Sunday, September 28, 2008
Most photographs from film used to be developed with a white border around the image. As photo processing evolved, you could request “borderless” which seemed so very modern. Now with digital cameras and home printing it’s all up to us.
When I create a scrapbook page digitally using Photoshop, sometimes it’s fun to scatter several photos onto the page. It makes for a casual look and more like a traditional paper scrapbook. When I wanted to add a border to a photo, I used to use the Rectangular Marquee Tool and the Paint Bucket Tool to create a small blank canvas behind the photo. After moving and adjusting, I would lock the two layers together. Then I discovered Edit > Stroke.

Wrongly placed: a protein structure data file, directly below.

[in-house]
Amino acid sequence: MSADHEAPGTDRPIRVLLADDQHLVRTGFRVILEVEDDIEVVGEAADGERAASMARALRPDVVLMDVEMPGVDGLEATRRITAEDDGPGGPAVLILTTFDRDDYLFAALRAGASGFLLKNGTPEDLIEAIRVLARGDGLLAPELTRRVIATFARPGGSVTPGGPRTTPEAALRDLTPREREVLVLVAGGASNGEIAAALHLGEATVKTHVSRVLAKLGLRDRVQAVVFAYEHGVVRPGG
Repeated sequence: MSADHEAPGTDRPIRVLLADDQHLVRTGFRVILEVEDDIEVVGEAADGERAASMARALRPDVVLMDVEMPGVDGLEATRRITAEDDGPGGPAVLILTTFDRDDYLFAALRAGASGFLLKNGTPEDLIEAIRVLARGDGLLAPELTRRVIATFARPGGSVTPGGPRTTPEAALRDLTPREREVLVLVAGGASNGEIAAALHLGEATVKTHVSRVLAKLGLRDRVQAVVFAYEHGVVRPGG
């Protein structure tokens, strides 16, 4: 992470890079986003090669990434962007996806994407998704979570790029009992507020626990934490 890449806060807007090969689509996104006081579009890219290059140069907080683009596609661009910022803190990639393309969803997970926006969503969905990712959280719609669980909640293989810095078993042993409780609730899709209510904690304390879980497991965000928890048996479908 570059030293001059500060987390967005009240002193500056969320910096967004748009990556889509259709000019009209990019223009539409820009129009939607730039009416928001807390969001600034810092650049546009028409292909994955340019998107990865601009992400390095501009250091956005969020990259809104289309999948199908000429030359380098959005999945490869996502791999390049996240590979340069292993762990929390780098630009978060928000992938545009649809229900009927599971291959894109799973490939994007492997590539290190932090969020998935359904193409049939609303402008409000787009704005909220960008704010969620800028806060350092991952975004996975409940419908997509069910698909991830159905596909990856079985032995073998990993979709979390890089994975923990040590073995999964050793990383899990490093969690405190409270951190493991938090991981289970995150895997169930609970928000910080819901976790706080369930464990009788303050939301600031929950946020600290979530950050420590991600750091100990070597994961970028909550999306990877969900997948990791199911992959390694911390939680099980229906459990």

In either Photoshop CS3 or Photoshop Elements, make sure the photograph you want to add a border to is highlighted in the layers palette. Then choose Edit > Stroke. In the new menu which appears, I chose a width of 25 pixels, a barely beige-white for the color, the Inside location, blending Normal, Opacity 100%. Poof! Your photo has a border! Now just work with the rest of the photographs on their respective layers. Each time you choose Edit > Stroke, Photoshop remembers your last setting, so the rest of the photos breeze by. Then, using your move tool, position, resize and rotate until you achieve the desired effect. Add drop shadows and some text and/or journaling and you’re done!
Layout and photos by LMR/Pink Granite. Software: Apple iPhoto ‘08 & Adobe Photoshop CS3 for Mac. Font: CK Jacque (from Scrap N Fonts)